I’ll put this up front: I’m much more of a Marvel person, I think, than a DC person. Not quite sure why that is. Maybe the “iconic” image DC cloaks itself with chaffs me too much. Yeah, 70+ years of history is impressive, but you still don’t really have anything on a monthly basis I’d care to read. There’s just something a little more compelling about the “real world” type of flavor Marvel has, which I admit is a strange thing to say about a universe where a giant man wants to munch on your planet and one of the most powerful superheroes communicates with squirrels. But that’s how I feel. It also has characters I feel have incredibly compelling stories to them. One of my absolute favorites as far back as I can remember has been The Incredible Hulk.

I can’t tell you why I like the Hulk so much. I’ve never really been taken in by his comic books. The biggest exposure I’ve really had to him was his syndicated mid-90s cartoon. Something about the duality of an intelligent, weak science geek and an unstoppable, baby-minded giant is appealing. LOL WISH FULFILLMENT. So imagine my interest when Marvel and Universal Studios began working on Hulk, the live action picture. Not only had they gone an intriguing route in hustling Ang Lee to direct it, but one of my biggest celebrity crushes, Jennifer Connelly, was tapped to play the tragic love interest. The only way they could’ve stopped me from rushing into the theater and ordering the ticket seller, mouth frothing, to give me a pass to see Hulk would have been to have the movie be two hours of Stan Lee shitting on the camera lens. As it turned out, it took considerably less to dampen my enthusiasm.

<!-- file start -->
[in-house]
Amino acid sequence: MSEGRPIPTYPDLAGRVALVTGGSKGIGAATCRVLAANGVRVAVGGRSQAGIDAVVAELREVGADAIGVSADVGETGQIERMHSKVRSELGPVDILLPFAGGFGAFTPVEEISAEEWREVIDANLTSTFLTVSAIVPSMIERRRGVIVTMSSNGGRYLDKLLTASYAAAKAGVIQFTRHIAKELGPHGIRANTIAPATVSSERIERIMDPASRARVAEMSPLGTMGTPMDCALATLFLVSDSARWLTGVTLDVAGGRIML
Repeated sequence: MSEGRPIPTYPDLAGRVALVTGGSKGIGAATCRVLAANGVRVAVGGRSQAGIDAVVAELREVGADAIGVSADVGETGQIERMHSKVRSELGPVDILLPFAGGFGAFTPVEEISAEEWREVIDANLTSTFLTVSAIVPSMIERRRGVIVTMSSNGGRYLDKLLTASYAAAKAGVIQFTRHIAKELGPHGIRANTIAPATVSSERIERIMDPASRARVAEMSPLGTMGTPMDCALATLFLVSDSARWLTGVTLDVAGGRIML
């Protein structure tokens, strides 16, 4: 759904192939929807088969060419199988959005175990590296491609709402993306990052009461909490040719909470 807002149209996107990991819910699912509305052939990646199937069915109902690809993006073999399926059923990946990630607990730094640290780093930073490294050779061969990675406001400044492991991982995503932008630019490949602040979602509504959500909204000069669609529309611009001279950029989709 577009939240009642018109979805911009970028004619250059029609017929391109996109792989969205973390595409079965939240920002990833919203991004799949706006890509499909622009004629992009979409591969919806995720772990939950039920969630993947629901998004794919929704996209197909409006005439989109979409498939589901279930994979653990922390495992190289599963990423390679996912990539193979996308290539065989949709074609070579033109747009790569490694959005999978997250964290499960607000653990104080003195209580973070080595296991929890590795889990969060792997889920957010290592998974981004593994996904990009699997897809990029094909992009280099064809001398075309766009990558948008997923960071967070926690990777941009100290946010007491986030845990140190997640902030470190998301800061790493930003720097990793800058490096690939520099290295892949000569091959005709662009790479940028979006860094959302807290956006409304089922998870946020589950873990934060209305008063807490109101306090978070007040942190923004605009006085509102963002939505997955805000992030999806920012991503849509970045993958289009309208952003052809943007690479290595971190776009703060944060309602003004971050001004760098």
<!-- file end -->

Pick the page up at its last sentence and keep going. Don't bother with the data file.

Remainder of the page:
The movie premiered to bewildered and frustrated disappointment. I was crushed. This should’ve been awesome! Incredible, even! What went wrong? I wanted to know, but the backlash against the film kept me wary until late into its theatrical run. I took a deep breath, bought a ticket and waited patiently in the darkness of the theater for my medicine. As soon as the film started, my expectations rose again. Danny Elfman’s aural ministrations pleased my ears while experimental, cloudy, twirling imagery acted out the psychological struggle of Bruce Banner. Those guys didn’t know what they were talking about! This was really cool and artsy! Then we were informed that the projector had been malfunctioning and we were all given free vouchers to come back again. [insert wacky sound effect] It was a setback for morale, that was for sure. But this time, I was absolutely determined to see it for myself. I went again at the earliest convenience and strapped myself in for Hulk. Little did I know just what Ang Lee had planned for me. This can only mean another edition of…